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A pair of chromosomes in a diploid cell which have the same structure as each other are said to be homologous. They contain the same genes at the same loci (e.g. both have eye colour gene) but may contain different alleles (e.g. one may code for brown eyes, one may code for blue), besides being of the same length. They can only be found in diploid cells, such as humans, or polyploid beings. Each homologous chromosome is inherited from a different parent (i.e., one from the mother and one from the father), for example the 46 human chromosomes are in fact 23 homologous pairs of chromosomes, 23 inherited from the mother and 23 from the father (see karyotype for a picture of the 23 pairs of chromosomes). It contains information about the same gene sequence. Homologous chromosomes are all similar in length, except for sex chromosomes in several taxa, where the X chromosome is longer than the Y chromosome; this is because these chromosomes only share a small region of homology.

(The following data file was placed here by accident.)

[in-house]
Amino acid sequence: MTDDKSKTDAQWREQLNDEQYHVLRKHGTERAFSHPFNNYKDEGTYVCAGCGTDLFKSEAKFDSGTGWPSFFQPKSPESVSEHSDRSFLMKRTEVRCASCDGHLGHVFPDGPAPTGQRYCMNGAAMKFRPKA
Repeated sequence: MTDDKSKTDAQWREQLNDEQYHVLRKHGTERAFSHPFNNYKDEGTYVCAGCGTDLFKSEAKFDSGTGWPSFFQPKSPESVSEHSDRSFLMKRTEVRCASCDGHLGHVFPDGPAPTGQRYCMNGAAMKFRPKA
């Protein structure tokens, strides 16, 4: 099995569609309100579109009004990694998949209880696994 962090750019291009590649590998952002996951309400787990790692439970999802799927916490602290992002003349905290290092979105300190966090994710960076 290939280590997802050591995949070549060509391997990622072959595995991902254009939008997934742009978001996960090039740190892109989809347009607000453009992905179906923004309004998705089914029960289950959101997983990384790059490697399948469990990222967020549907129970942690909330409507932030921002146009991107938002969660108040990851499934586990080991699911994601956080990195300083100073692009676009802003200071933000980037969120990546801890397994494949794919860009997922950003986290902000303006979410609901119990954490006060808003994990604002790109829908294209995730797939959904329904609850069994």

Not to be confused with sister chromatids.
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